Let’s stop treating our Soil like dirt!  While most of us don’t think about that wonderful material (soil) beneath our feet, we can’t live without it.  Soil not only provides most of our food, it cleans and stores our water, it grows our forests, it recycles nutrients, it provides habitats, and can even sequester carbon.

In order for soil to provide these services, it needs to be healthy and whole.  The Conservation District promotes programs that help build soil health and prevent soil erosion. We engage  with landowners, developers, and loggers to implement best management practices that will minimize soil erosion. Likewise, we assist with practices and programs that will improve soil health and enhance agricultural productivity.

The Conservation District is all about Healthy Soils.  And while you might think that only matters to the Agricultural community, the truth is that healthy soils are important to us all, and this includes the soil on your property.

As you can imagine, healthy soils are important in food production. The health and nutritional value of the crops grown is typically a reflection of the soils from which they came. But, healthy soils are also important to us all because of the role they play in water filtration, stream health, wildlife habitat, carbon sequestration, and a myriad of other benefits.

Healthy soil is living soil.  Soil is not just inert material under our feet, if it is, it’s just “dirt”, not soil!  In order to function properly, soil must be full of life- from worms to microbes, roots to fungi, insects to actinomycetes.

Soil often acts as a giant water filtration plant, taking compounds out of the rain and runoff that might otherwise be harmful to us (and other life).  Soil is what gives you (if all is working well) clean drinking water from your well. It’s what filters the wastewater from your on-lot wastewater (septic) system.  Healthy soil is what removes excess nutrients, organic chemicals, and other pollutants and thus helps keep our streams cleaner.

  • Soil helps clean the water we drink and the air we breath. Pollutants such as toxins, viruses, oils, and bacteria enter the water system every day. The soil in forests, in forests, fields, in wetlands, and along rivers prevents many of those potentially harmful substances from entering the drinkable water supply. In the U.S., soils treat wastewater for about 25% of the population in rural, suburban, and urban areas. In Fulton County, it’s more like 85%. Soil is the largest single wastewater treatment plant!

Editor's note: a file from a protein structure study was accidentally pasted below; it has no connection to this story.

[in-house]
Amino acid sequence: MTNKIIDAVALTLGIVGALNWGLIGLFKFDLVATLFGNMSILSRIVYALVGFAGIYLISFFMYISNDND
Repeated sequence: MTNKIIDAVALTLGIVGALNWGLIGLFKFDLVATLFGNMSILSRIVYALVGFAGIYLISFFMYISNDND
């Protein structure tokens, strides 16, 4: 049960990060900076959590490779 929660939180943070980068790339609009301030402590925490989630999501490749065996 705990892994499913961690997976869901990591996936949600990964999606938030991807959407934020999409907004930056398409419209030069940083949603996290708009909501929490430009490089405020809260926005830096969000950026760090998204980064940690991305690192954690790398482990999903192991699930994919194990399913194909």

So, what can you do, in your yard, and on your property, to protect soil and improve soil health?

  • Don’t garden naked. I’m talking about the soil here, not you. Do whatever you’d like personally, but keep your soil covered!  Bare soil will erode and wash away. That’s not good for keeping your top soil and not good for water quality. Bare soil provides no food to the life within the soil, and often leads to more weeds for you. That’s the job of weeds, to cover bare soil as quickly as possible.  Use cover crops, mulches,
  • Add organic matter continually. Organic matter is full of carbon, which is a major food source for the soil food web. Organic matter can also greatly influence (positively) the ability of your soil to hold water and nutrients.  How can you add organic matter? For one- compost- don’t throw away your leaves, grass, kitchen scraps, coffee grounds, etc. Compost them instead.  This is free soil food!  Here again, use cover crops.  Add manures, especially if they’ve been composted.  Use organic mulches such as bark and wood chips.
  • Avoid tillage! Minimize soil disturbance and soil compaction.
  • Avoid toxic substances. Use chemicals sparingly, if at all. Even chemical fertilizers, if used improperly, can actually be harmful to soil life.
  • Test your soil.

The Conservation District has soil test kits available, or you can get them at Penn State Extension or another testing lab of your choice. It is important that you sample your fields correctly.

Soil Sampling Instructions